Our Queerest Shelves

Sapphic Vampire Books To Slake Your Thirst

I’m feeling warm and fuzzy this week, because it’s Book Riot’s 10th birthday! I’ve been here for 6 of those years (as a contributor, then a contributing editor, then a temporary employee, and now an associate editor!) We were chatting away in the Book Riot Slack about how we all got started here and how much has changed. It’s a really lovely community: both the contributors/staff and all you amazing readers. It warmed my heart to read everyone’s happy memories and how far they’d come as readers and writers since they joined.

And hey, if you want to celebrate with us, we have merch celebrating 10 years! Pick up a cozy hoodie, a shirt, or a tote bag at Bonfire to show off your Book Rioter status. It’s only available this month! (The yellow hoodie makes for particularly autumnal apparel.)

This week I wanted to highlight the charity Hope In a Box. They supply rural public schools with “curated books with LGBTQ characters, detailed curriculum for these books tied to Common Core State Standards, and extensive training and mentorship on how to cultivate an inclusive classroom.” You can find out more at the Hope In a Box website and support them by donating. You can also buy a box outright for your own classroom.

Sapphic Vampire Books To Slake Your Thirst

We all construct a seasonal October TBR, right? While most of the year I avoid horror as much as possible, when the leaves start to change, I’m suddenly excited to cozy up with a creepy read. And October? Well, that’s Halloween month, so I put all the witchy, scary, horror, thriller, blood-soaked reads on my TBR. Especially for the 24 hour readathon!

If you, too, like to sprinkle some monstrous books into your October reading, here are some sapphic vampire stories to add to your list! These are all ones that I’ve read and loved.

Cover of A Dowry of Blood by S.T. Gibson

A Dowry of Blood by S.T. Gibson

This is a bisexual, polyamorous take on the character of Dracula from the perspectives of his three “brides” (one of them is a man). It’s also a revenge story: the book begins with Constanta killing Dracula (though he’s never named in the story), and then backtracking to how they got there. It’s a narrative about abuse and also has a lot of gore, so be prepared for that going in, but it’s also gorgeously written, atmospheric, and thoughtful. This is a M/F/F/M polycule and all the main characters are bisexual.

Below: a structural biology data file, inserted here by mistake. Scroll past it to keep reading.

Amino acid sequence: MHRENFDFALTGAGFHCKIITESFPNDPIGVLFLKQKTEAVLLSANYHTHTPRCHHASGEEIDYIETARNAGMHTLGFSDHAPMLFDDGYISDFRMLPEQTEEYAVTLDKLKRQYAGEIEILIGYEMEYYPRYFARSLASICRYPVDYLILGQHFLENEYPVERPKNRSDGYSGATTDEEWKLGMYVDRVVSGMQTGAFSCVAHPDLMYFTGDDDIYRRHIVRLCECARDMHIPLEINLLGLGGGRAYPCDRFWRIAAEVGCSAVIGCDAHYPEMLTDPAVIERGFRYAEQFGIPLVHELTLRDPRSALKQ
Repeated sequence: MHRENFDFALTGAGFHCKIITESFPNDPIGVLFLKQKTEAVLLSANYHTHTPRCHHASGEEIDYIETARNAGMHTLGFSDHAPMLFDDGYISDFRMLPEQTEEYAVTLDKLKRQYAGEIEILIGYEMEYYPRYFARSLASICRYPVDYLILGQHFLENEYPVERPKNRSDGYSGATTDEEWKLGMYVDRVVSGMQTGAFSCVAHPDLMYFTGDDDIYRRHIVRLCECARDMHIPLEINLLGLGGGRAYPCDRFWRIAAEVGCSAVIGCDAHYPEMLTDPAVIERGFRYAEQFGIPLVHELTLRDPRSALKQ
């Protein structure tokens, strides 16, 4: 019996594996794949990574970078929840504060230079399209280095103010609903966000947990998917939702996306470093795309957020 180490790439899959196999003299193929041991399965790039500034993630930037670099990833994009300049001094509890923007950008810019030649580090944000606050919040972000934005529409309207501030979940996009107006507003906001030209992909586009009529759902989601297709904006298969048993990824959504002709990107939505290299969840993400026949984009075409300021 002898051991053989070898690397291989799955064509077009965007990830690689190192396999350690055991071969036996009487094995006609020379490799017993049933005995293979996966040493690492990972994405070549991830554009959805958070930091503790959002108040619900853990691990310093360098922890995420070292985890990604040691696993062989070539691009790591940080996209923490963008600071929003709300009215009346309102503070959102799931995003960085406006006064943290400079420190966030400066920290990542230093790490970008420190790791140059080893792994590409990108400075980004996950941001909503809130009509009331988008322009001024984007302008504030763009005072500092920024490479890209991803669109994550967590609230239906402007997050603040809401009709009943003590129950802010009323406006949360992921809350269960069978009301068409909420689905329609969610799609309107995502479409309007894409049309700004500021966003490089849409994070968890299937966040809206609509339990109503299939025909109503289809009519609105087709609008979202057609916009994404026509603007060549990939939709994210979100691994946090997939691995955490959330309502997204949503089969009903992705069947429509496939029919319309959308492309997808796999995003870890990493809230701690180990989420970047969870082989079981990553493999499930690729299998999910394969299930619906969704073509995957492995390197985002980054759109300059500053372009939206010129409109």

The Gilda Stories cover

The Gilda Stories by Jewelle Gomez

This is a classic for very good reason. Even if you’re not usually a horror reader, this is an incredible read. It follows Gilda over two centuries, from escaping slavery to the year 2050 — we really get a sense of what being immortal would look like, how you would have to continually reinvent yourself. It plays with vampires tropes in interesting ways, and there’s also a lot of commentary on racism, homophobia, and sexism over time — what changes and what stays the same. Gilda is a lesbian vampire who feeds according to a strict moral code, where it must be consensual and also provides value for the human. While this is a vampire book, it’s not horror, so feel free to pick this one up even if you’re not looking for a scare!

Carmilla cover

Carmilla by Joseph Sheridan Le Fanu, edited by Carmen Maria Machado

Carmilla is the classic lesbian vampire tale — it predates Dracula! She’s also a prototypical “monstrous lesbian.” Still, there’s something so compelling about this story and the character, and Carmen Maria Machado does an incredible job reclaiming it for queer readers. Even if you’ve read it before, this version is like reading it for the first time. I wrote about why the original stuck with me in this post: Lesbian Pulp, Carmilla, and Reclaiming Toxic Representations. And then I was so impressed with Machado’s version that I wrote another: Bringing the Lesbian Vampire Home.

O Captain, My Captain by Katherine V. Forrest cover

O Captain, My Captain by Katherine V. Forrest

Lesbian vampires… in space! Also, you know that joke about lesbian vampires? Well, this novella plays it at face value, and that’s all I’ll say about that.

Better Off Red cover

Better Off Red by Rebekah Weatherspoon

Lesbian vampire sorority sisters! This is closer to the erotica side of things than paranormal romance, which probably isn’t surprising, given the premise. It’s also the first in a series, each with a different main character. The vampire’s name is Camila!

Smbitten cover

Smbitten by Melanie Gillman

Melanie Gillman is one of my favourite artists. They use pencil crayons in their detailed and evocative illustrations — you might remember them from As the Crow Flies. This one is a graphic novel about swing-dancing lesbian vampires! Even better, it’s on Gumroad as pay what you want, with no minimum.